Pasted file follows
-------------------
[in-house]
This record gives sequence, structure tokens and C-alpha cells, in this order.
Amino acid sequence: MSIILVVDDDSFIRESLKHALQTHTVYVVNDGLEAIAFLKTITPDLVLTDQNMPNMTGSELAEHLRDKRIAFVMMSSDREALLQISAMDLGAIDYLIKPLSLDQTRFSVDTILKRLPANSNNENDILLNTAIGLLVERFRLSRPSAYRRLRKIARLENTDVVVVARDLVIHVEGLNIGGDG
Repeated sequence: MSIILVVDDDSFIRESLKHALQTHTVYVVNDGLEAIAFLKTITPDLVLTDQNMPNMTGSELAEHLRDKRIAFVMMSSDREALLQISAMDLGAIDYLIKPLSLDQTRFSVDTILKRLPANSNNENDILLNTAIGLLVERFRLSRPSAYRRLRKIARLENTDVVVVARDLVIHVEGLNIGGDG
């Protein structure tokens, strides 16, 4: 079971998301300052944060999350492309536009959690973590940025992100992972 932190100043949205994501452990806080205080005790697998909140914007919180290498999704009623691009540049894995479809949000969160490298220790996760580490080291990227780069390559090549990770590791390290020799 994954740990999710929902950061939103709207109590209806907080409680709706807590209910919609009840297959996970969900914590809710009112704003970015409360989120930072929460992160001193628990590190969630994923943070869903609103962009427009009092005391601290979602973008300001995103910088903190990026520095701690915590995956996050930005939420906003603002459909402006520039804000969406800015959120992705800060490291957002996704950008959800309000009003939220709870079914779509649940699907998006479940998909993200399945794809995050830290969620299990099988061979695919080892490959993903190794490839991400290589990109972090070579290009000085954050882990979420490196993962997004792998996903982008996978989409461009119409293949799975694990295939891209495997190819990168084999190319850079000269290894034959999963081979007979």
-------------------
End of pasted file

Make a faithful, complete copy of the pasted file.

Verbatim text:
[in-house]
This record gives sequence, structure tokens and C-alpha cells, in this order.
Amino acid sequence: MSIILVVDDDSFIRESLKHALQTHTVYVVNDGLEAIAFLKTITPDLVLTDQNMPNMTGSELAEHLRDKRIAFVMMSSDREALLQISAMDLGAIDYLIKPLSLDQTRFSVDTILKRLPANSNNENDILLNTAIGLLVERFRLSRPSAYRRLRKIARLENTDVVVVARDLVIHVEGLNIGGDG
Repeated sequence: MSIILVVDDDSFIRESLKHALQTHTVYVVNDGLEAIAFLKTITPDLVLTDQNMPNMTGSELAEHLRDKRIAFVMMSSDREALLQISAMDLGAIDYLIKPLSLDQTRFSVDTILKRLPANSNNENDILLNTAIGLLVERFRLSRPSAYRRLRKIARLENTDVVVVARDLVIHVEGLNIGGDG
């Protein structure tokens, strides 16, 4: 079971998301300052944060999350492309536009959690973590940025992100992972 932190100043949205994501452990806080205080005790697998909140914007919180290498999704009623691009540049894995479809949000969160490298220790996760580490080291990227780069390559090549990770590791390290020799 994954740990999710929902950061939103709207109590209806907080409680709706807590209910919609009840297959996970969900914590809710009112704003970015409360989120930072929460992160001193628990590190969630994923943070869903609103962009427009009092005391601290979602973008300001995103910088903190990026520095701690915590995956996050930005939420906003603002459909402006520039804000969406800015959120992705800060490291957002996704950008959800309000009003939220709870079914779509649940699907998006479940998909993200399945794809995050830290969620299990099988061979695919080892490959993903190794490839991400290589990109972090070579290009000085954050882990979420490196993962997004792998996903982008996978989409461009119409293949799975694990295939891209495997190819990168084999190319850079000269290894034959999963081979007979």